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Gebhart v. Steffen

United States District Court, Third Circuit

October 16, 2013

GLORIA GEBHART, Plaintiff,
v.
DAVID STEFFEN and TIMOTHY J. BARKER, Defendants

MEMORANDUM

WILLIAM W. CALDWELL, District Judge.

I. Introduction

Plaintiff, Gloria Gebhart, filed this civil-rights action against defendants, David Steffen, a Northern York County Regional Police officer, and Timothy J. Barker, a York County assistant district attorney, making claims for malicious prosecution and abuse of process.

We are considering two motions challenging the second amended complaint: (1) a motion to dismiss by defendant Steffen; and (2) a motion to strike by defendant Barker.

II. Procedural History

On January 15, 2013, we granted defendant Barker's motion to dismiss the original complaint. We concluded that Plaintiff had failed to state a claim against Barker for the following reasons. On the malicious prosecution claim, Plaintiff had failed to make any allegations of "a deprivation of liberty consistent with the concept of seizure, " an essential element of the claim. Gebhart v. Steffen, 2013 WL 160218, at *2 (M.D. Pa. Jan. 15, 2013). On the abuse-of-process claim, Plaintiff had failed to allege that Barker had abused legal process in any way after the initiation of legal proceedings, an essential element of that claim. Id. We granted Plaintiff leave to amend.

Plaintiff filed an amended complaint, adding allegations relevant to her malicious prosecution claim: she was arrested, bail was set at $100, 000, and she was required to attend pretrial court proceedings. On April 15, 2013, we granted defendant Barker's motion to dismiss. On the malicious prosecution claim, we concluded that the added allegations did not amount to a seizure, so that claim still failed. Gebhart v. Steffen, 2013 WL 1624194, at *2 (M.D. Pa. April 15, 2013). On the abuse-of-process claim, Plaintiff had not altered the allegations of her original complaint, so that claim was dismissed again. Id. at *3. Concluding that it would be futile, we refused to allow further amendment of either claim as against Barker. Id.

In the meantime, defendant Steffen had filed an answer to the amended complaint. He then filed a motion for judgment on the pleadings, arguing that the claims failed as against him for the same reasons they failed as against Barker. Agreeing with Steffen, on June 27, 2013, we granted his motion. Gebhart v. Steffen, 2013 WL 3279276, at *3 (M.D. Pa. Jun. 27, 2013). We granted Plaintiff leave to amend the malicious prosecution claim as against Steffen but denied leave to amend as to the abuse-of-process claim. Id. at *4.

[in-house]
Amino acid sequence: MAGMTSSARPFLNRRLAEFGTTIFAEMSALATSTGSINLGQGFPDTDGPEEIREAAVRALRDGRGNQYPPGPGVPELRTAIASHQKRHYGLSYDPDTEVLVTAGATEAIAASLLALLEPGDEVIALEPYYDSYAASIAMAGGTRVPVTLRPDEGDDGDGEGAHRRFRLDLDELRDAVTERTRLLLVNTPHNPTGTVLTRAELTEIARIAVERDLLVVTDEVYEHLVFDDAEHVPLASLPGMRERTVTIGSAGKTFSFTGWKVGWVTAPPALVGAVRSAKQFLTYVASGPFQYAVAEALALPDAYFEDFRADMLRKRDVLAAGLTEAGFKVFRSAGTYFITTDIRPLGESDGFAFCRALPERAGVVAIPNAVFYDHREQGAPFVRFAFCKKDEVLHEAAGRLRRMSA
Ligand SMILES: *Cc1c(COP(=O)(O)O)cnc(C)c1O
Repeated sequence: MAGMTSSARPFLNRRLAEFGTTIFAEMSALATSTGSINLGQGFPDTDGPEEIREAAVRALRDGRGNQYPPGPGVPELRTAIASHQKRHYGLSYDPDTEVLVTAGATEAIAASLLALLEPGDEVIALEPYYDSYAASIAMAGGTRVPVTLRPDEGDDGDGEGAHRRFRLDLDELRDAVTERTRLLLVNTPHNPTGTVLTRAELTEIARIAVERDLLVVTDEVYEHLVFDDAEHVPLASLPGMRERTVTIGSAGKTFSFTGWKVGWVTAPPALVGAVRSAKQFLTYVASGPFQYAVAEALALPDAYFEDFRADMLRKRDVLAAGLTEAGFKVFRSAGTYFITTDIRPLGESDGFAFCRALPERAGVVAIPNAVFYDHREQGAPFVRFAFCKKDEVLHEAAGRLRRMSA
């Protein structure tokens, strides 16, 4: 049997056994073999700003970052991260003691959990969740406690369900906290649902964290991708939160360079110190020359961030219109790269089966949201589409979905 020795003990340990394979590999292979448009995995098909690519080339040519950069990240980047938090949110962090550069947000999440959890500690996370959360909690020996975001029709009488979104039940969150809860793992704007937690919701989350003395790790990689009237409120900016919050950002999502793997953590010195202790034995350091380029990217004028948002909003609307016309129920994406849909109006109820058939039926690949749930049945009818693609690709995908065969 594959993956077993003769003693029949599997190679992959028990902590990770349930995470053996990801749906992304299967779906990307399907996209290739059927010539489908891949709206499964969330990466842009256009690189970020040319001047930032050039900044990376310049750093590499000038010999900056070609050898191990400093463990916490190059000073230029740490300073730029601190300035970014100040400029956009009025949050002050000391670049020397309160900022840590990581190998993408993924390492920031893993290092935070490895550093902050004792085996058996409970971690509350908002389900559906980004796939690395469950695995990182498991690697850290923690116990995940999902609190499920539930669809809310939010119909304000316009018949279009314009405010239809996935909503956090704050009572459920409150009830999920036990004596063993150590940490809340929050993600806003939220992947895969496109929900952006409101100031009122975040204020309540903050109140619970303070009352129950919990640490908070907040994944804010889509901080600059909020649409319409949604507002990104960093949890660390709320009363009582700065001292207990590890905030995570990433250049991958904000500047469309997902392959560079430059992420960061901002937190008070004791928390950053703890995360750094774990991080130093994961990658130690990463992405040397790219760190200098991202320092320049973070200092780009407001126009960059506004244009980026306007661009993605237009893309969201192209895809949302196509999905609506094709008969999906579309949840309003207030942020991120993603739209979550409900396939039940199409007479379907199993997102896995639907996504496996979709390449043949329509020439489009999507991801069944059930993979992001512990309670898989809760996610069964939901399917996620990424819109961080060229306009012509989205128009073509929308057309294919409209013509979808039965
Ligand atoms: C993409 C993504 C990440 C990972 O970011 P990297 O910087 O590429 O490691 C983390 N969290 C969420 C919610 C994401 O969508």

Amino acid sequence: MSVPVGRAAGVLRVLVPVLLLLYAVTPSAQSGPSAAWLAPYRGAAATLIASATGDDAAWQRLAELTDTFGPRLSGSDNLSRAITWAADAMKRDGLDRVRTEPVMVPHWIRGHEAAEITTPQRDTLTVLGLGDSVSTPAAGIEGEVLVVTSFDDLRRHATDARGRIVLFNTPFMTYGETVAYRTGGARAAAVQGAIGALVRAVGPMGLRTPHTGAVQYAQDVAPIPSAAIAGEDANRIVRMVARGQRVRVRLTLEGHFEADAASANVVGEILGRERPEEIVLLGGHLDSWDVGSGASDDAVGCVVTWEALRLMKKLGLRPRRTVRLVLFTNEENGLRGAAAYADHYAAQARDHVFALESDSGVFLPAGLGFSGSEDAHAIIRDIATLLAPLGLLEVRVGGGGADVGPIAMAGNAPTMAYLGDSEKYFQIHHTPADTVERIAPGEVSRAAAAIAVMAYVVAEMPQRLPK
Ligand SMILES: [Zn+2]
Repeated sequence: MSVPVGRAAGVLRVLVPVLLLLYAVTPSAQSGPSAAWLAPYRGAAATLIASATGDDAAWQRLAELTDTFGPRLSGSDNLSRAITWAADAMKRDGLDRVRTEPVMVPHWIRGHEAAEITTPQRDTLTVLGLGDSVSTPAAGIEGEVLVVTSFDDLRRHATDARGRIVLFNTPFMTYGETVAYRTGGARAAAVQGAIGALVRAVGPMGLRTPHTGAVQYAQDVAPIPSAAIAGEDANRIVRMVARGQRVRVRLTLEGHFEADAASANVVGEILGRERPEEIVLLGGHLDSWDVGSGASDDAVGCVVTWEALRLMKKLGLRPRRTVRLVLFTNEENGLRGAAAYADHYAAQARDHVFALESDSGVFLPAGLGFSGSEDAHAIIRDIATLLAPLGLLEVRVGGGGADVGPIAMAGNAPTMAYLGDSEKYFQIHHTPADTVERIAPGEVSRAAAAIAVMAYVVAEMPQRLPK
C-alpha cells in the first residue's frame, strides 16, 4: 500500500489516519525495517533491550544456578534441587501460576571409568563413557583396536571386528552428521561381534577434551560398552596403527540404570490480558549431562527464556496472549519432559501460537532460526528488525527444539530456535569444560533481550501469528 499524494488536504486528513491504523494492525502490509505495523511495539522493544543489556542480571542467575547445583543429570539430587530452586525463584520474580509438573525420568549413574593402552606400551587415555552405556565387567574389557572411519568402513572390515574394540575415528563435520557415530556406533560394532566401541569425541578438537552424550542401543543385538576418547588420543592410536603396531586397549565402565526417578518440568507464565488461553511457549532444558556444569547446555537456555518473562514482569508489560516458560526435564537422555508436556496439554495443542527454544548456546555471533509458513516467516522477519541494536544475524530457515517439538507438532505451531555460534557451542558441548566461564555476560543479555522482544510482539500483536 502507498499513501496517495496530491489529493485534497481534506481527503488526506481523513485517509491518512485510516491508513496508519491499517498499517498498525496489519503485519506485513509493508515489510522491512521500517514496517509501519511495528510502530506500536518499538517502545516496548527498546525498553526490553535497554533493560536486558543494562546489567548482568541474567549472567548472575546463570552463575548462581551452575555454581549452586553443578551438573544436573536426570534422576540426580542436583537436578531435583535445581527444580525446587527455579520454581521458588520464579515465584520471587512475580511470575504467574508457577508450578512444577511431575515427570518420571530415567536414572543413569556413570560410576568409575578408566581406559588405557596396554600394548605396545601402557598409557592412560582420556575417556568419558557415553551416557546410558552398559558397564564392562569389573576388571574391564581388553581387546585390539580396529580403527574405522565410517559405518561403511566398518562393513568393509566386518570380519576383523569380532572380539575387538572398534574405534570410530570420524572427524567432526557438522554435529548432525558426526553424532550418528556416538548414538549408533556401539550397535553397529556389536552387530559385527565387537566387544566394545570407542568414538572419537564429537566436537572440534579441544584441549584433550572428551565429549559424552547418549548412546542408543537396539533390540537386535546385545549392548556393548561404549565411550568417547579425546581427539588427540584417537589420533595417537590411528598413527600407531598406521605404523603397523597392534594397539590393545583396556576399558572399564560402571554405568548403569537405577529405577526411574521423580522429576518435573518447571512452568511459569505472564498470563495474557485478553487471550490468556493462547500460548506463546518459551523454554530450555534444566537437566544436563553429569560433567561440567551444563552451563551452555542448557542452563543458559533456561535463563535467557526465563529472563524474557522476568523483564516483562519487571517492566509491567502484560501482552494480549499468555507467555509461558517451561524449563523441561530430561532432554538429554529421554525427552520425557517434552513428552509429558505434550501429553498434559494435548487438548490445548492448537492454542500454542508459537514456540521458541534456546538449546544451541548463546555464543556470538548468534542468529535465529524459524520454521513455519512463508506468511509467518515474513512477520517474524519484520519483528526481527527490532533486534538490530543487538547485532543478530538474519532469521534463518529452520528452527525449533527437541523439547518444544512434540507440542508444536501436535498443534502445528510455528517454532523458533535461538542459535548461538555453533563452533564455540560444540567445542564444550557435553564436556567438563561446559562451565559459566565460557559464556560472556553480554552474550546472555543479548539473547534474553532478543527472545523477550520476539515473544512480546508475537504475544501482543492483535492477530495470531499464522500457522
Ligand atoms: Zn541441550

Plaintiff filed a second amended complaint, reasserting her claims for malicious prosecution and abuse of process against both Defendants, and adding yet more allegations relevant to the deprivation-of-liberty element on the malicious prosecution claim. Defendant Steffen filed a motion under Fed.R.Civ.P. 12(b)(6) to dismiss the second amended complaint, and defendant Barker filed a motion under Fed.R.Civ.P. 12(f) to strike the second amended complaint.

III. Standard of Review on a Rule 12(b)(6) Motion

On a Rule 12(b)(6) motion, "[w]e accept all factual allegations as true, construe the complaint in the light most favorable to the plaintiff, and determine whether, under any reasonable reading of the complaint, the plaintiff may be entitled to relief.'" Byers v. Intuit, Inc., 600 F.3d 286, 291 (3d Cir. 2010)(quoted case omitted).

A complaint need only contain "a short and plain statement of the claim, " Fed.R.Civ.P. 8(a)(2), and detailed factual allegations are not required. Bell Atlantic Corp. v. Twombly, 550 U.S. 544, 555, 127 S.Ct. 1955, 1964, 167 L.Ed.2d 929 (2007). Nonetheless, a complaint has to plead "enough facts to state a claim to relief that is plausible on its face." Id. at 570, 127 S.Ct. at 1974. "The plausibility standard is not akin to a probability requirement, ' but it asks for more than a sheer possibility that a defendant has acted unlawfully." Ashcroft v. Iqbal, 556 U.S. 662, 678, 129 S.Ct. 1937, 1949, 173 L.Ed.2d 868 (2009) (quoting Twombly, 550 U.S. at 556, 127 S.Ct. at 1965). "[L]abels and conclusions" are not enough, Twombly, 550 U.S. at 555, 127 S.Ct. at 1964-65, and a court "is not bound to accept as true a legal conclusion couch as a factual allegation.'" Id., 127 S.Ct. at 1965 (quoted case omitted).

The Third Circuit has described the Rule 12(b)(6) inquiry as a three-step process:

First, a court must take note of the elements a plaintiff must plead to state a claim. Second, the court should identify allegations that, because they are no more than conclusions, are not entitled to the assumption of truth. Finally, where there are well-pleaded factual allegations, a court should assume their veracity ...

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